Little Women, a classic coming-of-age-story of a tight-knit, Civil War-era, Massachusetts family, has been a best-selling novel since it was first published in the mid-19th century. Louisa May Alcott’s enduring semi-autobiographical tale weaves together the stories of four sisters, and presents young women in a light rarely seen in that era.
There have been several film and television adaptations of Alcott’s story, the most famous of which premiered to rave reviews in 1994 and 2019. While these two films have quite a bit in common with each other and the novel, they also have some pointed differences.
Novel: On Christmas Day, Marmee tells the girls that she has a letter from their father, which she will read aloud after dinner.
1994: In this adaptation, the film opens on Marmee coming home and presenting a letter from Mr. March, which Amy reads aloud.
2019: Marmee tells the girls that she has a letter from their father, which she reads aloud as they gather around her. It is not the opening scene in this version.
Novel: Mr. Lawrence gifts Beth his piano, because she reminds him of his deceased granddaughter. Beth is so surprised and happy that she gives the kind gentleman a big hug.
1994: In this version, the gift is given on Christmas Day, and all of her sisters are incredibly affectionate and happy for her.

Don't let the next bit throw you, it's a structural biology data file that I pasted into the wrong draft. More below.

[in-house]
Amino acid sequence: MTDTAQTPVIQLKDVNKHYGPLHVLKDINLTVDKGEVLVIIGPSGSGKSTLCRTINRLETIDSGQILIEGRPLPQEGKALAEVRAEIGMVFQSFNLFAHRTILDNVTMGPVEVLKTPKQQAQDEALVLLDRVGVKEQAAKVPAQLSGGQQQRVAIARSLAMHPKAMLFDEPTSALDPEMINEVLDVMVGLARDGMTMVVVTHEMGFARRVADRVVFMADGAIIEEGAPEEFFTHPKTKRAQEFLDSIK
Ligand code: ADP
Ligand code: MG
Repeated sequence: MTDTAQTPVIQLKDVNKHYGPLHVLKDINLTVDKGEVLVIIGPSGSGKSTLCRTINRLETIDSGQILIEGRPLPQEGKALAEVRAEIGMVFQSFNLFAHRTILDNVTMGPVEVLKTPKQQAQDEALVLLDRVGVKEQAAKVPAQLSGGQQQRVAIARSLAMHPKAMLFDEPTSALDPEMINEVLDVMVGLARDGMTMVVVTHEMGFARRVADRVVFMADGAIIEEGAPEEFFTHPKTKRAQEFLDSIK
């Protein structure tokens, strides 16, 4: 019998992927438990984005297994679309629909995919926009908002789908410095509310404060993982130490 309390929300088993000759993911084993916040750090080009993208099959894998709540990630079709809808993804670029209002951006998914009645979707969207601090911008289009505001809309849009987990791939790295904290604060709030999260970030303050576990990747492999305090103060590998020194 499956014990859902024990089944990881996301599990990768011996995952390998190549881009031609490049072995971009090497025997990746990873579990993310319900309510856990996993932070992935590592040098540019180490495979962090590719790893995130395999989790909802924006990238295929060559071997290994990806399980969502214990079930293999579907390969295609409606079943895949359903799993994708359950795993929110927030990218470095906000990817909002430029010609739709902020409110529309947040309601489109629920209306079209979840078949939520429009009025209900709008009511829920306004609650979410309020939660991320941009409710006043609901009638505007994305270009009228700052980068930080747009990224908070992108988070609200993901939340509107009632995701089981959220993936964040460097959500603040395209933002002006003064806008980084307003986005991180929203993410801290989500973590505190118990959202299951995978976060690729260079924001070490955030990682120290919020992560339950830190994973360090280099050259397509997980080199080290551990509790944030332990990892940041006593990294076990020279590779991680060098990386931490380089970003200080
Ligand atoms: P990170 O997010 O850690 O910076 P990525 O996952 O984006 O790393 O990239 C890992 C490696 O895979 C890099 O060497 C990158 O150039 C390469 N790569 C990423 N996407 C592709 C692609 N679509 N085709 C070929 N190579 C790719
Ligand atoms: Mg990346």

2019: This adaptation sees Beth come home to find that her sisters are standing in front of the piano she’s been gifted. While her sisters are ooing and awwing over the new instrument, Beth immediately heads to Mr. Lawrence’s home to thank him. It does not take place on Christmas.
Novel: Before a party in which eligible young men and women meet to dance and make connections, Jo uses a curling iron on Meg’s hair, and, to Meg’s horror, ends up burning off a lock.
1994: In this adaptation, the hair begins smoking and making crackling sounds before Jo becomes aware of it and releases the curling iron. Jo notices it at the same time as everyone else, and tells Meg, “You shouldn’t have had me do it!”
2019: This version also sees Jo curling Meg’s hair, but though Amy mentions a burning smell, no one is aware of what has occurred until Jo releases the curling iron to find that the curl came with it. Jo is immediately apologetic and offers to style Meg’s hair to hide the mistake.
Novel: Jo thinks of Laurie as a brother, a male version of herself, so his proposal feels like a betrayal of their friendship. She suggests he marry Meg or Beth, which would keep her family structure intact.
1994: This version of Jo avoids change at any cost. She is not only deeply unhappy when Meg gets married, but also distressed when Laurie wishes to change their dynamic. Throughout the film, she always wishes to keep things just as they are.
2019: When Laurie proposes, he and Jo squabble like siblings. She cares about his feelings, but is also disturbed and disappointed by his proposition. She tells him that she could never love him the way he wants her to.